This video combines footage from several railfans including Ted Gay and John Prophet. Early black and white footage around Washington, DC shows GG1's in their original Futura lettering. You'll see great coverage of the line up through Penn Central, Conrail, and Amtrak ownership. Video quality is high.
Four keystones
Steam & Diesel on the Pennsylvania Railroad, Vols. 1 and 2
56 minutes each, VHS or DVS, ©1996
These two videos from Donald J. Krofta's 16mm film are beautifully produced with Herron's typically good narration, sound, and music. The film transfer was done at Disney studios. Vol. 1 covers the area from Tyrone to Horseshoe Curve in Pennsylvania with a mix of black and white and color footage. Vol. 2 covers lines in Ohio mainly focused on the Sandusky line. There is brief Penn Central and Conrail footage at the end that show how the lines changed.
Four keystones
The Ore Train
40 minutes, VHS or DVD, ©1991
Clarence Weaver put this film together like a documentary on the ore trains that ran from Northumberland to Mt. Carmel, Pennsylvania on the Shamokin Branch in the late 1950's. This was one of steam's last stands on the PRR. Legend has it that it was popular at Society Annual Meetings for years.
Four keystones
Pennsy Steam & Electric Years - 1995-1964, Volume II
Digital Image Works
45 minutes, VHS, ©1997
Richard T. Lane shot this color footage on the Philadelphia Region, Philadelphia Terminal Division, and Pennsylvania-Reading Seashore Lines. You'll see several K4s's leaving 30th Street Station for Atlantic City. A highlight is a 75 mph. pacing sequence on the Cape May Branch with an E6s 4-4-2. Good narration, picture, and music.
Three keystones
The Transition Years in the 50's and 60's
47 minutes, VHS or DVD, ©1997
This mostly color collection of Clarence Weaver film is a mixed bag from the 60's, 50's and earlier. Among the highlights are footage of the Loewy-designed streamlined K4s and a train moving the PRR steam collection to from Northumberland to Strasburg. Penn Valley has other titles I haven't seen yet.
Three keystones
Pennsylvania Railroad Volumes I and II
60 minutes, VHS or DVD, ©1998
Two volumes on one DVD, part one starts on the Long Island, covers the commuter trains at South Amboy, and the Army/Navy Game operations in Philadelphia. Part 2 covers Altoona, Horseshoe Curve, and the Middle Division. Steam, diesel, electrics, and the Aerotrain are covered. Video quality ranges from good to excellent.
Three keystones
Pennsy In New Jersey
Digital Image Works
45 minutes, VHS, ©1996
Bill Folger and Ted Gay shot this mix of color and black and white 8mm film. It covers action on the New York & Long Branch in New Jersey and the Pennsylvania-Reading Seashore Lines in the 40's and 50's. Film quality is more inconsistent on this DIW film with many shaky or unclear sequences. Narration and sound are good. DIW has films on the Philadelphia Terminal Division and the Army/Navy Game Trains I have not seen yet.
Three keystones
Steam on Horseshoe Curve, Parts I and II
Part 1, 23 mins; Part 2, 28 mins; VHS; no date
The title of these videos is very misleading since the majority of the footage is from other parts of the railroad. Part 1 is mostly black and white and starts in the 30's. Part 2 is all color and covers the 40's and 50's. The quality of the transfer from 16mm to tape is good and there are many interesting views. However, the narration is frequently inaccurate and most locations are not identified. The price for these tapes is excessive.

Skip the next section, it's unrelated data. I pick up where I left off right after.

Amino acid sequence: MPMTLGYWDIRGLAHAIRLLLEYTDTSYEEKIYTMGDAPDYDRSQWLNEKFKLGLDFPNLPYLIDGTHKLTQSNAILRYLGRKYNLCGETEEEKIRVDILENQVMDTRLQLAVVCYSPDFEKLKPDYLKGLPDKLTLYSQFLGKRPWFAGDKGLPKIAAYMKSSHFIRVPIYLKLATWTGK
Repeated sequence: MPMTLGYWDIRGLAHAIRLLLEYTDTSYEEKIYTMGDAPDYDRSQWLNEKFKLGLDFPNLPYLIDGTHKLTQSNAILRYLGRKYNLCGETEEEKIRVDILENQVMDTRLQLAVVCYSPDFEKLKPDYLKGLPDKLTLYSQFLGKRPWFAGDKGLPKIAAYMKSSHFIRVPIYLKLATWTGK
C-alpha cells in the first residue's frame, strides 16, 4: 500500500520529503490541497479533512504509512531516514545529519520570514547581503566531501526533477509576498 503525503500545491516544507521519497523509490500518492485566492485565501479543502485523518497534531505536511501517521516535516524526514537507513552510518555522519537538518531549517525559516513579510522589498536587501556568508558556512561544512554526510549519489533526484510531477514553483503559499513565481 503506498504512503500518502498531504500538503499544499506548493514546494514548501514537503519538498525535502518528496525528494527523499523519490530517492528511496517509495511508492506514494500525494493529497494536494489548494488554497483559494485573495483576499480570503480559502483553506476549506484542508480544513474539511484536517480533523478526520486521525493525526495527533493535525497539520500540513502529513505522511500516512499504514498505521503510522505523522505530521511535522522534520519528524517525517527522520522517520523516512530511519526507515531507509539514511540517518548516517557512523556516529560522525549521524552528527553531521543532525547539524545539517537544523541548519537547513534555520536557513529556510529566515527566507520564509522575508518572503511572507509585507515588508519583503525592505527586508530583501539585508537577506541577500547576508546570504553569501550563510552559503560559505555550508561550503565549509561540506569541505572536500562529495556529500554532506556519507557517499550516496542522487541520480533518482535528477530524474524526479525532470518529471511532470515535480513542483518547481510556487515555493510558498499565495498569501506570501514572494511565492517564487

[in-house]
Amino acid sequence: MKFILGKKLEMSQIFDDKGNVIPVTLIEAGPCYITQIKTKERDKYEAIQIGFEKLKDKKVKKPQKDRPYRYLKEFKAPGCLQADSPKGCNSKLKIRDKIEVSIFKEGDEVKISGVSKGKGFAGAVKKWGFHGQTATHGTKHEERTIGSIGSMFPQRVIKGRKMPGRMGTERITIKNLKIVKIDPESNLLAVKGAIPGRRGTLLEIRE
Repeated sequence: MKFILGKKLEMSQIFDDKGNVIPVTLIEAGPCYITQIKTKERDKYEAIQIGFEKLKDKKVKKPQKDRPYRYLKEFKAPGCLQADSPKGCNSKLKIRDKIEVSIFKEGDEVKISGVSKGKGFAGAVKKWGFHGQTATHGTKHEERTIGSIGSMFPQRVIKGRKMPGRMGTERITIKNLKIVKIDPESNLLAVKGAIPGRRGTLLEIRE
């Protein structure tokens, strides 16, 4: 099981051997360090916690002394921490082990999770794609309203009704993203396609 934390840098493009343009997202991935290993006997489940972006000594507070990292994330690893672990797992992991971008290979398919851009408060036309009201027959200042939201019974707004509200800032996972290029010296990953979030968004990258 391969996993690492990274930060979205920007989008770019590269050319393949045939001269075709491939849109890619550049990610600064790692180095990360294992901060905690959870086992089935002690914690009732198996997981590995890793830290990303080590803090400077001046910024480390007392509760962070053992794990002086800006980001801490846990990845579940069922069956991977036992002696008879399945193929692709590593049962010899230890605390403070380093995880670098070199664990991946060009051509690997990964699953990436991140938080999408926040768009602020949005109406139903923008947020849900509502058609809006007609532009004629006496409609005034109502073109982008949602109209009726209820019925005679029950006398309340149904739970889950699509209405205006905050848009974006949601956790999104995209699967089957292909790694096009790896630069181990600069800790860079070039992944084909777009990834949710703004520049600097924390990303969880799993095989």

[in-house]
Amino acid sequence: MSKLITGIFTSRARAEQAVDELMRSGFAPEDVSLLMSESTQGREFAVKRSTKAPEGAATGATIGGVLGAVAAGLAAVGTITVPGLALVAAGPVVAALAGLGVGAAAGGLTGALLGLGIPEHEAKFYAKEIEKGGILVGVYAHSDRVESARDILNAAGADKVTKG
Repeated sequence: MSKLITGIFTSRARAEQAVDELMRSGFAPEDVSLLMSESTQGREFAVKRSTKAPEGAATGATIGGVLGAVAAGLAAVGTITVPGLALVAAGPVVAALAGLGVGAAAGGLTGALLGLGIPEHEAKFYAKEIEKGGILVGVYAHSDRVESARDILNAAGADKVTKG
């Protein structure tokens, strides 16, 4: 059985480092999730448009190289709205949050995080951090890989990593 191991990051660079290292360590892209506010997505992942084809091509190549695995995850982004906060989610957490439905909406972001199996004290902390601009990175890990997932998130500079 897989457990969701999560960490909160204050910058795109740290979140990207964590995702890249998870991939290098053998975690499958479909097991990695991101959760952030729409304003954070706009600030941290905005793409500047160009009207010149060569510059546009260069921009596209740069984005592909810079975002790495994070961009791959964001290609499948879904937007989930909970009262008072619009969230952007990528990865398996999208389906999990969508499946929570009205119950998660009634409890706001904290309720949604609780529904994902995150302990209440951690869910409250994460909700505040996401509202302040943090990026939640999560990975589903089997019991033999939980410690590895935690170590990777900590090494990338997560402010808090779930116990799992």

Two keystones
Vignettes of the Pennsylvania Railroad, Vol. 1 and 2
58 minutes for 1, 53 minutes for 2, DVD and VHS, ©1998
Volume 1 is a collection of color films from William P. Price. Vic Ketchan, and Karl Walters. Quality of the film is inconsistent, but there are some interesting sequences. Geographic coverage is broad - NJ, NY, IL, OH, PA, and MD. Volume 2 has films from Charlie Bealer, Charles W. Hauser Sr., and Bruce Kantner. Again, geographic coverage is broad as is the type of steam and diesel locomotives. Material and film to video transfer seems better than the first release.
Two keystones
PRR Power, Vols. 1-6
Railroad Video Productions
60 minutes (typical), VHS and DVD, ©1990's
Walter M. Berko assembled these videos of railfan 8mm movies during the 1990's. Some include black and white scenes. Many are pure railfan footage, but some include segments from films the PRR produced. Volume 5 includes Trains, Tracks, and Safety Facts – a film directed at schoolchildren that includes great Aerotrain segments. Berko's films have train sounds, but no narration or titles. If you know the railroad, you might be able to guess what you are looking at. There is wide variation in the quality of the footage. Of the ones I've seen, I like Volumes 3 and 5 the best.
Two keystones
About PRR-Produced Films
PRR commissioned several publicity films in the 40's and 50's and several have show up on the video market. They include Steel Wheels Rolling, Progress on the Rails, Clear Track Ahead, and others. These three are black and white and it's not unusual to see railroad video producers steal scenes from these movies for their own products. Altoona shop scenes from Clear Track Ahead often appear, sometimes with sound effects that sound like they were produced with a hammer and a block of wood in someone's garage.
One keystone
A Century and a Half at Horseshoe Curve
80 minutes, DVD or VHS, ©1998
This video has some interesting early steam footage, but much of the material is reused from other sources. Film to tape transfer is not very good.
One keystone
Broadway Limited
100 minutes, DVD or VHS, ©2002
Much of the historical footage is reused from other sources. Majority of the tape covers the Broadway in the final days under Amtrak.

If you have different opinions about which videos or best or you have a favorite you don't see here, drop an email to me at

New England Chapter, Pennsylvania Railroad Technical & Historical Society
PO Box 624, Marlborough, Massachusetts 01752-0624
© 2006, New England Chapter, PRRT&HS